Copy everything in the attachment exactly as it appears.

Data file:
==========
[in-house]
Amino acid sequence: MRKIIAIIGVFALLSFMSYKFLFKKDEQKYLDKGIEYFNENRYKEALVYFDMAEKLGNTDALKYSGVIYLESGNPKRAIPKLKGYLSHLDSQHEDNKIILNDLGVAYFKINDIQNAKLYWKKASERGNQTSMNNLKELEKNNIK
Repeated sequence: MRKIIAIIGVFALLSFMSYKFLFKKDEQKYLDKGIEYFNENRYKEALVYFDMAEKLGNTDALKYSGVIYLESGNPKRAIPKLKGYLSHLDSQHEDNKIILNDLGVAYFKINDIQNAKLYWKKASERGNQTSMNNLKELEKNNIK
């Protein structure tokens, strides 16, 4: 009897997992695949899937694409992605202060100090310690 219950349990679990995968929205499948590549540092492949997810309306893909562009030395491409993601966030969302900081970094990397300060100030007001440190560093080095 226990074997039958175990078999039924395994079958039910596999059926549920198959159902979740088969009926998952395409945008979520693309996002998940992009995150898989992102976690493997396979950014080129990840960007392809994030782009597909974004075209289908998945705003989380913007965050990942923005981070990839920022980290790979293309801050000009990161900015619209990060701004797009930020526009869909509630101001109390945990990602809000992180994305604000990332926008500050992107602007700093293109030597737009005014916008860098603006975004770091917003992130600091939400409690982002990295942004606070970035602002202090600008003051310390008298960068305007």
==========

[in-house]
Amino acid sequence: MRKIIAIIGVFALLSFMSYKFLFKKDEQKYLDKGIEYFNENRYKEALVYFDMAEKLGNTDALKYSGVIYLESGNPKRAIPKLKGYLSHLDSQHEDNKIILNDLGVAYFKINDIQNAKLYWKKASERGNQTSMNNLKELEKNNIK
Repeated sequence: MRKIIAIIGVFALLSFMSYKFLFKKDEQKYLDKGIEYFNENRYKEALVYFDMAEKLGNTDALKYSGVIYLESGNPKRAIPKLKGYLSHLDSQHEDNKIILNDLGVAYFKINDIQNAKLYWKKASERGNQTSMNNLKELEKNNIK
């Protein structure tokens, strides 16, 4: 009897997992695949899937694409992605202060100090310690 219950349990679990995968929205499948590549540092492949997810309306893909562009030395491409993601966030969302900081970094990397300060100030007001440190560093080095 226990074997039958175990078999039924395994079958039910596999059926549920198959159902979740088969009926998952395409945008979520693309996002998940992009995150898989992102976690493997396979950014080129990840960007392809994030782009597909974004075209289908998945705003989380913007965050990942923005981070990839920022980290790979293309801050000009990161900015619209990060701004797009930020526009869909509630101001109390945990990602809000992180994305604000990332926008500050992107602007700093293109030597737009005014916008860098603006975004770091917003992130600091939400409690982002990295942004606070970035602002202090600008003051310390008298960068305007």